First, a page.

Although in later years it would be discovered that working closely with lead could be detrimental to one’s mental health, for Mr. Mello, who also scraped lead paint off his father’s fishing boat every summer, the effects were not noticeable. His long career as a rocket scientist attests to that.

“You hear the phrase, you don’t have to be a rocket scientist to do something. Well, the truth of the matter is that no one person has all the knowledge necessary to do everything involving a rocket,” he says of his career. “The chemists, for instance, are concerned about propellant. And the metallurgist are concerned about the motor. But then there’s the aerodynamics, these things spin. If there’s people on board, now you have to know all about another field. If it’s going out of out of orbit, into orbit, now you have to know about astronomy and astrophysics. So everybody has a piece of the action. Very few people have anything to do with the whole machine.”

And Mr. Mello’s piece of the action?

“The people providing the rockets are firing the rockets for my benefit,” he says. “I’ve got a job to do. A spying job.”

“My job was a payload specialist, designing technical machinery and spy equipment which was put into a rocket,” he explains. “So I had a section of a rocket, which is about two feet in diameter and three feet high, and everything in there was mine and it had to be designed to fit into this rocket, not to fly apart.”

This was the era of Sputnik and the race to control space or at least have the highest view of what the other countries were up to. And yet most of the time Mr. Mello thought he was doing one thing, only to find out later the real focus was something completely different. He was on a need-to-know basis, he says. He couldn’t even use the word rocket at first.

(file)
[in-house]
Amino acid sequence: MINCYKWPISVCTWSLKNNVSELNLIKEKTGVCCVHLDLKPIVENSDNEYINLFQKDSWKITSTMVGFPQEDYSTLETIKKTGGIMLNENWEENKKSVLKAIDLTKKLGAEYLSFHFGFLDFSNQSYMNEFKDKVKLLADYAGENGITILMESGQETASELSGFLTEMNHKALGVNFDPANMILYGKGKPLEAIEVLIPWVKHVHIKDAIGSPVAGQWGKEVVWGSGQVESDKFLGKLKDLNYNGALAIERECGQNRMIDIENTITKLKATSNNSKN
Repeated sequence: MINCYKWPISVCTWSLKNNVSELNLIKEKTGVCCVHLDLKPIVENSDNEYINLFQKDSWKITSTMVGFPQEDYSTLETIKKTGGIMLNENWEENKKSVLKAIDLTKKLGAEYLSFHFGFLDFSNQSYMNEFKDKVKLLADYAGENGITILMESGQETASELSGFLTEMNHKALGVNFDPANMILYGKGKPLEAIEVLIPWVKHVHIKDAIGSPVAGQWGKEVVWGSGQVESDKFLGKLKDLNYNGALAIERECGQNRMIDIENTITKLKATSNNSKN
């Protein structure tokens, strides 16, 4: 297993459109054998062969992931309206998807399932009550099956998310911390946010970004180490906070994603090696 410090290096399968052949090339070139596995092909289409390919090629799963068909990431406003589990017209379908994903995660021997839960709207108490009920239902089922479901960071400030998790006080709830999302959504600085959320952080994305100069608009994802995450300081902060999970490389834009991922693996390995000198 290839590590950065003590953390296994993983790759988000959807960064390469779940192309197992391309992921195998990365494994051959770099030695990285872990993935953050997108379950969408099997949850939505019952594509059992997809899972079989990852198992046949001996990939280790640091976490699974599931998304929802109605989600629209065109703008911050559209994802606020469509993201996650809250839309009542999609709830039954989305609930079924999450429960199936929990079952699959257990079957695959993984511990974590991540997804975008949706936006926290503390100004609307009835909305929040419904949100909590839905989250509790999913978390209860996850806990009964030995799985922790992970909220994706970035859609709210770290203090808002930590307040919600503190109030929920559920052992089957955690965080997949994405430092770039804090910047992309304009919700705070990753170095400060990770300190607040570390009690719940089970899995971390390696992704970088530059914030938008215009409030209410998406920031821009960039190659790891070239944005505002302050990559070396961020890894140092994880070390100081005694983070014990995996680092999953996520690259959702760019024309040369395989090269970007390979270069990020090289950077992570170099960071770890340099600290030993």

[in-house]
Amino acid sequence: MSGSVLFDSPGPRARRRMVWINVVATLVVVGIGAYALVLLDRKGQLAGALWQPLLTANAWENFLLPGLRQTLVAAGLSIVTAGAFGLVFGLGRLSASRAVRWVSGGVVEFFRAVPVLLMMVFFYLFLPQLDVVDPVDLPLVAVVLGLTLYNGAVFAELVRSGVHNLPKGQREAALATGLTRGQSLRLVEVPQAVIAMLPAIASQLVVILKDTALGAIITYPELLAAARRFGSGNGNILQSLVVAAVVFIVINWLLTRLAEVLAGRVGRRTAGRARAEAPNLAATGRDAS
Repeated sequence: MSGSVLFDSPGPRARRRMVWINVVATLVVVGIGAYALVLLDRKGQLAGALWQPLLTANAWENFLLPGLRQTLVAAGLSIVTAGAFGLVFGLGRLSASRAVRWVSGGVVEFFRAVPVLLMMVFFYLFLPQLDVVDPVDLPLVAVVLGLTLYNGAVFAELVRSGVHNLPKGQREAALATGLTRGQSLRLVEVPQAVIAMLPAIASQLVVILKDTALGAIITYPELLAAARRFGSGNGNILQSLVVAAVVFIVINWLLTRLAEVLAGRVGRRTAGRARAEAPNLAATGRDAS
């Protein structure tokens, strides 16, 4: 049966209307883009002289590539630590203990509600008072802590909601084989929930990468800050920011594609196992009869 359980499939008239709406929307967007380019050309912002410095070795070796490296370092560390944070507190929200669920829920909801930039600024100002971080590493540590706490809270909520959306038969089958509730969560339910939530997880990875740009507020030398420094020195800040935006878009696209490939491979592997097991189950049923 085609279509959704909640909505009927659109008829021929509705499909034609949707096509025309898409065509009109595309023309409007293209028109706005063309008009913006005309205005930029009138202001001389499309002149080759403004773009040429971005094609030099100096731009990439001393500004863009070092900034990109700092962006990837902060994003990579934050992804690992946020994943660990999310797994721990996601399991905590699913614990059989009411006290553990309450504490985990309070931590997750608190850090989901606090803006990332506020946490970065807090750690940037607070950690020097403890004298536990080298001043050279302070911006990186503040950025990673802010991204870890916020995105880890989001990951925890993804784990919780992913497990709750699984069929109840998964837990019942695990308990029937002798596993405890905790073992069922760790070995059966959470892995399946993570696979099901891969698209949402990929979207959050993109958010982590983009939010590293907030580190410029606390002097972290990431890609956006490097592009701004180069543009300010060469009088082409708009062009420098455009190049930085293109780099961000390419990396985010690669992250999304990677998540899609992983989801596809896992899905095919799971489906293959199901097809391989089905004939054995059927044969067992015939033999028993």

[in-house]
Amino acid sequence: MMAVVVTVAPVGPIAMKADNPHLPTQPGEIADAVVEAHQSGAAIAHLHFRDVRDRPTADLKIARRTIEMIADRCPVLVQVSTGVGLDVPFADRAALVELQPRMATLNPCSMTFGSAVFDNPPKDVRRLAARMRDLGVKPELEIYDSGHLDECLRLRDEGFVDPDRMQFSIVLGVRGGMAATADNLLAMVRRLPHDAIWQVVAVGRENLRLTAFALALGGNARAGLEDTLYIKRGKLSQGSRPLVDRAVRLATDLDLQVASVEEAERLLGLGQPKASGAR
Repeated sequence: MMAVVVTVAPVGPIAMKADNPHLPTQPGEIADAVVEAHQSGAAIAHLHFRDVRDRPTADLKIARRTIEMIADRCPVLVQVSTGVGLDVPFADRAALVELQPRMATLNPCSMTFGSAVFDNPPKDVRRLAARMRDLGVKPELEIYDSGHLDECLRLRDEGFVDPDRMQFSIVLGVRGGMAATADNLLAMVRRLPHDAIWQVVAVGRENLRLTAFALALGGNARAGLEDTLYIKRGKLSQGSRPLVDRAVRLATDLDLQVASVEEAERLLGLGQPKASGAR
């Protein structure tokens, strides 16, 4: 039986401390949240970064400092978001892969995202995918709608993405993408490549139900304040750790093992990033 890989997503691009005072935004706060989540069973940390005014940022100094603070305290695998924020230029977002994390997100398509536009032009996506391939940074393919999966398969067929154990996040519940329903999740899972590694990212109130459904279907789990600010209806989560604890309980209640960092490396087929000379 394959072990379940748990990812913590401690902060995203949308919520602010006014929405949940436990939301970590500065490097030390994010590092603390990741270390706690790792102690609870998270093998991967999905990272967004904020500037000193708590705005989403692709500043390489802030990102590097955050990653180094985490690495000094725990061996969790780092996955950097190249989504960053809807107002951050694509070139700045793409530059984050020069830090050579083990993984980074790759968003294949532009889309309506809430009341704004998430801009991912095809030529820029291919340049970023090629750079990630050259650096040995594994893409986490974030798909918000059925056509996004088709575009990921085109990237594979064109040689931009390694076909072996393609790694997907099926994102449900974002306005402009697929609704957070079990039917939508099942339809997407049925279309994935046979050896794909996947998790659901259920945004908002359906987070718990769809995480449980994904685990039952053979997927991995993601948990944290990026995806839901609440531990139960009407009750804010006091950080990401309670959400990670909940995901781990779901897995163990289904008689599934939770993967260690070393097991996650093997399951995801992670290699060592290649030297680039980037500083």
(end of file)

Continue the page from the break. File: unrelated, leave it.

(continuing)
“My work then was in a project called high lift vehicles. A high lift vehicle program is actually developing rockets.”

In addition to designing cameras tucked away in rockets to serve as eyes in the sky, he worked on a project to gauge the impact of Russian atomic bombs, helped designed submarine torpedoes which he said acted a lot like rockets and developed new radar circuitry to track enemy aircraft trying to fly low enough to be undetected. His stories carry with them an aura of espionage, of Casella impactors and EX10 and Mark 48 smart torpedoes.

But then, as his wife Lainey brings more lemonade out to the porch, and the soft hum of footsteps continue on the sidewalk in front of the hedges, the memories turn back to the Gazette and some of the people he knew there. He says he mostly stayed in the back shop and didn’t interact much with the newsroom but occasionally witnessed legendary publisher and editor Henry Beetle Hough hard at work writing the week’s stories.

“Henry was a hunt and peck typist,” he recalls. “Just two fingers. His fingers were like a blur. And Bill Roberts looked like he was listening to an opera, his hands barely moved on the keyboard. But he’s doing the same thing and the output was equal.”